Engineers at the University of California San Diego have developed a device that can measure glucose in sweat with the touch of a fingertip. A personalized algorithm assists with providing an accurate estimate of blood glucose levels.
No more finger pricks on a daily basis!
The UCSD team led by nanoengineering professor Joseph Wang and Juliane Sempionatto devices a system that could measure glucose in a non-invasive fashion and correct for individual variability.
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How does this new sweat sensor work?
The glucose sensor is a touch-based sweat sensor. It is fabricated using polyvinyl alcohol hydrogel on top of an electrochemical sensor.
When volunteers of the study placed their fingertip on the sensor surface for a minute, the hydrogel absorbs tiny amounts of sweat.
Glucose in the sweat undergoes an enzymatic reaction that results in a small electrical current which can be detected by a handheld device.
In tests, the algorithm was more than 95% accurate in predicting blood glucose levels before and after meals. To calibrate the device, a person with diabetes would need a finger prick only once or twice per month.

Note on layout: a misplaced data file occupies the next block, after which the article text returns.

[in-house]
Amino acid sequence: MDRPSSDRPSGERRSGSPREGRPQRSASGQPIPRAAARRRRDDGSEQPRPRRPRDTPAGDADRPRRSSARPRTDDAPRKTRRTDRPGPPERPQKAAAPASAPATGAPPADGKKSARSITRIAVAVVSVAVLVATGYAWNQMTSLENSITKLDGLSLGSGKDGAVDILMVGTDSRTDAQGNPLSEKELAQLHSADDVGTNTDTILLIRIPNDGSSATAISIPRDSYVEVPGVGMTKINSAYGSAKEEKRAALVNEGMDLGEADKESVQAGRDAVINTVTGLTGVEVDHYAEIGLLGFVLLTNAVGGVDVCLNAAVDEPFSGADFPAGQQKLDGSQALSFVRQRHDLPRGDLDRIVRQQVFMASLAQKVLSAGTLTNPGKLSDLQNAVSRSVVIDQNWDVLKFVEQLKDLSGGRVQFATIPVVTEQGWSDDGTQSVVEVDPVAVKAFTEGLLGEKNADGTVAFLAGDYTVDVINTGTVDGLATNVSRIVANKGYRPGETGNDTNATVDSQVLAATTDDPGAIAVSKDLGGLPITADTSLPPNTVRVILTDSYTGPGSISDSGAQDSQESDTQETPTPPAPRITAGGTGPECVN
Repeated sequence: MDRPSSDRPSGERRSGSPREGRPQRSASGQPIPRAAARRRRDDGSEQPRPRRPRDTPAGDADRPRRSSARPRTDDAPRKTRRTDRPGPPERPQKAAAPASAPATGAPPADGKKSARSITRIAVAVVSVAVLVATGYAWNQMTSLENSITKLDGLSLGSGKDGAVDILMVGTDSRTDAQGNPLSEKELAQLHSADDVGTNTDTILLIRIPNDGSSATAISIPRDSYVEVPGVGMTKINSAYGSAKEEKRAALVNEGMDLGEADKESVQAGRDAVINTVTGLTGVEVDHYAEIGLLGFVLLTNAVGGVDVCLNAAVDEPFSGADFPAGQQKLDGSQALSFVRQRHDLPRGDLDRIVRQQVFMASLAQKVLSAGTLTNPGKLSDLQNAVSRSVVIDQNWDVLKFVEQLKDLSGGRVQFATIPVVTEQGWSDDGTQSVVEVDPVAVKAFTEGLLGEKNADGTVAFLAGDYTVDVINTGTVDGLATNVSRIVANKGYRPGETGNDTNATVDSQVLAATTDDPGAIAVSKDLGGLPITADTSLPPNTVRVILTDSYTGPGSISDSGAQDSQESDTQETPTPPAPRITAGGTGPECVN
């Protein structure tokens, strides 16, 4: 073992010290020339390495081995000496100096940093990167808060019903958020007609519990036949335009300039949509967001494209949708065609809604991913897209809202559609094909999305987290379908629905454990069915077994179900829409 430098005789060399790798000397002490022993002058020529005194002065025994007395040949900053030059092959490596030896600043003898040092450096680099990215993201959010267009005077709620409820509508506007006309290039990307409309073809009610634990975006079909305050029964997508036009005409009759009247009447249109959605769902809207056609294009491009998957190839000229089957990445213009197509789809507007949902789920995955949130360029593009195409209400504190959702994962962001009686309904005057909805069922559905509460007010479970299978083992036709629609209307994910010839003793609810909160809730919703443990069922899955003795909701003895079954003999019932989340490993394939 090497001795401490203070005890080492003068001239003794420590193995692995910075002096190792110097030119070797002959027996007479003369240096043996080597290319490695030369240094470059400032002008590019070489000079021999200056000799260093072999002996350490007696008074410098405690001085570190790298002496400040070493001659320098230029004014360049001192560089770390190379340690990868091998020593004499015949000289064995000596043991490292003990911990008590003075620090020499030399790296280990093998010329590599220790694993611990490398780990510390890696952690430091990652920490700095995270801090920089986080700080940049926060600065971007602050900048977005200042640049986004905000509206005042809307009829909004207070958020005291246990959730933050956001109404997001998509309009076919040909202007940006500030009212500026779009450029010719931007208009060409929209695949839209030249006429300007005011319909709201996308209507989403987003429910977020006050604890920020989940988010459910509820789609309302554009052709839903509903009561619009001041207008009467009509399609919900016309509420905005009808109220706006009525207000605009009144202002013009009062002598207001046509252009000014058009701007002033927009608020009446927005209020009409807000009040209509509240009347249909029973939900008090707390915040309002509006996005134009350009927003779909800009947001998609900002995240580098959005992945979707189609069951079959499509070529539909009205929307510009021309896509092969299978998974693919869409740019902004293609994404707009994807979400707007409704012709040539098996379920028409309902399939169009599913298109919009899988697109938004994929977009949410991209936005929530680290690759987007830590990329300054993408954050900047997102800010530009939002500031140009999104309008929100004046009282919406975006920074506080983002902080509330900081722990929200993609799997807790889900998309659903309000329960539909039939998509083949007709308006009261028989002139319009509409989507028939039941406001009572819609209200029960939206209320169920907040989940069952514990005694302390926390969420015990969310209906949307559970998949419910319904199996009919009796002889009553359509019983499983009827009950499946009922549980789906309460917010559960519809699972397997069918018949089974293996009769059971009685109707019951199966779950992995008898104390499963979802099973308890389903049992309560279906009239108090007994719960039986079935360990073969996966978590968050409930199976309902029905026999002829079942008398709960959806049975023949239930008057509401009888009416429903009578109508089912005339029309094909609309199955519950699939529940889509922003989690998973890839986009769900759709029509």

Before the device can be made commercially available, a large-scale study will need to be conducted according to the researchers.
The initiative was supported by the UC San Diego center for wearable sensors and the National Research Foundation of Korea.
The results from this pioneering study were published recently in ACH sensors.
A non-invasive way to measure and monitor blood glucose levels will be the holy grail for wellness and health monitoring. Although there has been a lot of research and work that has been done in this area over the decade, we are yet to see a commercially available product with reliable capabilities.
This could change soon as large tech companies look to incorporate blood glucose level monitoring in their wearables.